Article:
Saturday, 1 April 2017

Dispossessed Generation


I’ve travelled this country for many years in awe of its beauty and sheer size. 

I admire its self-sufficiency, the way it picked itself up after the Vietnam and Iraq Wars and the attack on 9/11. 

There’s a resiliency and a willingness to roll up the sleeves at the worst of times, and an openness and generosity of spirit that emerges when things get better. 

But there’s a new element swirling about in the hinterland – despair. I see it in the faces of the many opioid abusers. They were a mystery to me at first – I could tell they were junkies, but they differed from the fevered smack heads of the East Village.

Opioid users tend to be more passive, perhaps because they have much more access to their drugs of choice, many of which are prescription painkillers. Debilitating these drugs may be but they seem to be keeping a lid on the almost existential pain that you sense in so many economically depressed areas.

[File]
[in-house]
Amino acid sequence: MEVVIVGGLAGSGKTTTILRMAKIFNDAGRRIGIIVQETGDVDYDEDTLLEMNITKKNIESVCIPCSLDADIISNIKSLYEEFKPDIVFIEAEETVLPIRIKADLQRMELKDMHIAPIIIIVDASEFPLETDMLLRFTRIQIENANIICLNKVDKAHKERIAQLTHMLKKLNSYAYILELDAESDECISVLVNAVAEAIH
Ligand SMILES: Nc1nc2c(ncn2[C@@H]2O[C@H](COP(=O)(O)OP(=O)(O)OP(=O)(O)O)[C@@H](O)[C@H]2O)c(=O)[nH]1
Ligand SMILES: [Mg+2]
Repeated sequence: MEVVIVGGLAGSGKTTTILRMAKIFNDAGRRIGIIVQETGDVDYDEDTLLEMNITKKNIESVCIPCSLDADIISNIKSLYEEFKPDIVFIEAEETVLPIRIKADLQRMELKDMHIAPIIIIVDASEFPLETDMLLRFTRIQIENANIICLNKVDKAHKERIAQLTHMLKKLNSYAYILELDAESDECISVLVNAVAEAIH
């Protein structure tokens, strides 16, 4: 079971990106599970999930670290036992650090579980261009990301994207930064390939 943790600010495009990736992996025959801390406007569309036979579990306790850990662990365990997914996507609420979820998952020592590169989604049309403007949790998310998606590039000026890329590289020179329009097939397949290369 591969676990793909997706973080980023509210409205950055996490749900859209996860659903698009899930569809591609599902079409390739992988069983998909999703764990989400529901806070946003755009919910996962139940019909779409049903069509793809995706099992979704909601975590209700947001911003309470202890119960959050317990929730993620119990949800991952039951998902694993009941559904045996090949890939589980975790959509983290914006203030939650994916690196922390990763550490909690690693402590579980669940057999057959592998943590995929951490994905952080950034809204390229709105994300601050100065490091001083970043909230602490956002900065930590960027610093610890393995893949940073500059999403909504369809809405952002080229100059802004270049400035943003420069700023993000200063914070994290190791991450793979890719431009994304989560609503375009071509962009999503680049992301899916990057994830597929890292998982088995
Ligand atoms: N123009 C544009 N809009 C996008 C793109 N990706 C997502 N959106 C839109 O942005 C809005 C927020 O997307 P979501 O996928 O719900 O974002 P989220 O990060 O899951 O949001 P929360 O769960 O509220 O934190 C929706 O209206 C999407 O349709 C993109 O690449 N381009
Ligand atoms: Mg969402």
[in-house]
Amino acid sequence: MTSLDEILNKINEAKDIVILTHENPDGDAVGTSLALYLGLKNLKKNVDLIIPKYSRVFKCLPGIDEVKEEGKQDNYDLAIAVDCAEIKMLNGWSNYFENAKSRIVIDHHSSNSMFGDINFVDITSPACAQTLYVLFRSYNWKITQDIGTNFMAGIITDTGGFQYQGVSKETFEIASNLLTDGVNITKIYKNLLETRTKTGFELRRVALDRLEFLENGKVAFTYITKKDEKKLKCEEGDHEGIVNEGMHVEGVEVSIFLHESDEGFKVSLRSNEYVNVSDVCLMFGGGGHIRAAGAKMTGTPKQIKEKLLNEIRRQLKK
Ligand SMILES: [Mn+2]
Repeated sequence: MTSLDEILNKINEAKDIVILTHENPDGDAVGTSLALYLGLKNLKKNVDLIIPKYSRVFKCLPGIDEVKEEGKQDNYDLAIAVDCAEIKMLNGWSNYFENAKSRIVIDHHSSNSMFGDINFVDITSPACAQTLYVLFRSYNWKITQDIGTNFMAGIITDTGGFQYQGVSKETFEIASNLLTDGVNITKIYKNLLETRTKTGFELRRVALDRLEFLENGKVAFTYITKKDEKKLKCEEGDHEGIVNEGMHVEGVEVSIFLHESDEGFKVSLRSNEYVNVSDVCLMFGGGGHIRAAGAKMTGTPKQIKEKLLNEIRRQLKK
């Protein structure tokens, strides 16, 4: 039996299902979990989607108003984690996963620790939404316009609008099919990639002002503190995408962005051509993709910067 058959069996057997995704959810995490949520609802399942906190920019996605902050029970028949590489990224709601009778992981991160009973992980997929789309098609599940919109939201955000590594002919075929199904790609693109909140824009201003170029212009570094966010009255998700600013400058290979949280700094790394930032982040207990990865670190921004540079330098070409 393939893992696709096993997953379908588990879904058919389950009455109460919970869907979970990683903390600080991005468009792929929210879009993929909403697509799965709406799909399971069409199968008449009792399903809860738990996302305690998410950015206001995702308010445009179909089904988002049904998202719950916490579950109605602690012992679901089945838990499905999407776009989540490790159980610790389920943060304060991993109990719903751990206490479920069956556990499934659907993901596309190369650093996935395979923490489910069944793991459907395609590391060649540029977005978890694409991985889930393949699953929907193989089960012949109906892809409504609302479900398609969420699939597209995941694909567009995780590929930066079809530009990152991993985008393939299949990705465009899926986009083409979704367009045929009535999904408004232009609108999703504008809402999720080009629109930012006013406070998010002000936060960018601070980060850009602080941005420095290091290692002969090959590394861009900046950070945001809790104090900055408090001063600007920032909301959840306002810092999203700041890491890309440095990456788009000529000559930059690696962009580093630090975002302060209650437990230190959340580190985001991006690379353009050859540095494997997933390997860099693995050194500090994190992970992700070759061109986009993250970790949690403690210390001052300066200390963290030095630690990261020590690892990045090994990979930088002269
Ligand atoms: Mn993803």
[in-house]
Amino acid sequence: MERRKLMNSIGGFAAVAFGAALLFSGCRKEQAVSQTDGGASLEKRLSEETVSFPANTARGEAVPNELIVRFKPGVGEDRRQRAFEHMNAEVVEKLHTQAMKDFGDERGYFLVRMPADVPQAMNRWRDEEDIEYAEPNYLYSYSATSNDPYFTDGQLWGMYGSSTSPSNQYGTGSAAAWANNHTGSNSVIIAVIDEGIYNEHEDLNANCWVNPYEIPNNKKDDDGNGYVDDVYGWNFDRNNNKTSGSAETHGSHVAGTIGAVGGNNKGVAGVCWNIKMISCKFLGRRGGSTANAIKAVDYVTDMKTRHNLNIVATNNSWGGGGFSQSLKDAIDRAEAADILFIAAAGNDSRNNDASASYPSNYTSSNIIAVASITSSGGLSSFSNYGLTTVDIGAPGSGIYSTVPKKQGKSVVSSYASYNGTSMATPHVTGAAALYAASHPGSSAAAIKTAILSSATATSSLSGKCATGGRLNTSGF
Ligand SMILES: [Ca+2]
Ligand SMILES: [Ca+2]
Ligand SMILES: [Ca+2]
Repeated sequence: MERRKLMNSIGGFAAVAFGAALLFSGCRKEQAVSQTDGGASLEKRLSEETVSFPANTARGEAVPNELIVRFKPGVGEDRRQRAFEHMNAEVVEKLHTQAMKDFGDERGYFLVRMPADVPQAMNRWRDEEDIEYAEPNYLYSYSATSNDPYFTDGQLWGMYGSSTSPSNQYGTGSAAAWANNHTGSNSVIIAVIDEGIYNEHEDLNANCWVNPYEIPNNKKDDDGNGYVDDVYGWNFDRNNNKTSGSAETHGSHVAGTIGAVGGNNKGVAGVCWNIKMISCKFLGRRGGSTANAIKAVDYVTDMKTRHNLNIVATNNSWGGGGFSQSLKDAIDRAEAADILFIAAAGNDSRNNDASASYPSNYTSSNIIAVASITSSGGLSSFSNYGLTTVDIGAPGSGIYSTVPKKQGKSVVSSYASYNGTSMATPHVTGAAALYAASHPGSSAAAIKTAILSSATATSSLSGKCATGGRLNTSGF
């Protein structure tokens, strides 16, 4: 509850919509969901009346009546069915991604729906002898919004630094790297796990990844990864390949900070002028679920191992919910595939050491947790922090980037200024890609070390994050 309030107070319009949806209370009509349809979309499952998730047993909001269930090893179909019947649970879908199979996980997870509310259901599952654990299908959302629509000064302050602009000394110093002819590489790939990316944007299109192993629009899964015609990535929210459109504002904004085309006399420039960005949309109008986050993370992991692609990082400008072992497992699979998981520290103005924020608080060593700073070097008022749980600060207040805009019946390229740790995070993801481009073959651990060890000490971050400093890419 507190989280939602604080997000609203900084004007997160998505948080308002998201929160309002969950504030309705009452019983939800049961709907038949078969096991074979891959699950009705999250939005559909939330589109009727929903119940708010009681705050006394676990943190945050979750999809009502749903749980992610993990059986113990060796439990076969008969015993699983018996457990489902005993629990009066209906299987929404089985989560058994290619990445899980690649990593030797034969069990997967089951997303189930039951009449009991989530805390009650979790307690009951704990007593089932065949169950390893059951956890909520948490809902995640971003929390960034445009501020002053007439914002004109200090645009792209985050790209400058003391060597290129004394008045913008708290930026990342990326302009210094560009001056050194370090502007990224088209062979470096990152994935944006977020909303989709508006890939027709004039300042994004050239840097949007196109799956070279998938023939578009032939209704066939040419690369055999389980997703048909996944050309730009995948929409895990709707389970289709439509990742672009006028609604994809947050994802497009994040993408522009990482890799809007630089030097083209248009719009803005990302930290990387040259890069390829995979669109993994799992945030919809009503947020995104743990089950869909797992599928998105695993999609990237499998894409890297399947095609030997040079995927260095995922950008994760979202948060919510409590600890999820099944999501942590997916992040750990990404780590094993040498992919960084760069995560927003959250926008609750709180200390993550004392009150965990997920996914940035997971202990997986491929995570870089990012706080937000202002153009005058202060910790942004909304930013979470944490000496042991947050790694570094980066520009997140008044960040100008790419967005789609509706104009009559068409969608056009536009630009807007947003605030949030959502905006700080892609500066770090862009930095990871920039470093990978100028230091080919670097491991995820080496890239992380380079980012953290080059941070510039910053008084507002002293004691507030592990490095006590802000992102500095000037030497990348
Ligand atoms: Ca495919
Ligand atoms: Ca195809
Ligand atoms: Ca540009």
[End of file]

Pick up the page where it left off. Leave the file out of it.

This despair has become more pointed over the years. I first noticed it soon after the attack on the World Trade Center. Did the sudden loss of American invincibility cause the change? 

Still, New York City suffered more than anywhere else and yet I don’t sense the same debilitating angst in the five boroughs. But head 75 miles in any direction out into the country and it begins to hit you. Despite longstanding urban poverty, I suppose cities breed more opportunities.

I have little doubt but that the Great Recession of 2008 opened the floodgates of despair. People who had always treasured job security were shocked by the fragility of the American economic system. It suddenly became crystal clear just how much more their corporate superiors cared about the financial bottom line than the loyalty of employees.

But the collapse of 2008 only hastened what was already afoot. Out in the Rust and Coal Belts, 21st Century technology had for years been replacing jobs that paid $25 per hour. Meanwhile, standbys like the great service employers, McDonald’s and Wal-Mart, rarely pay more than an entry level $9.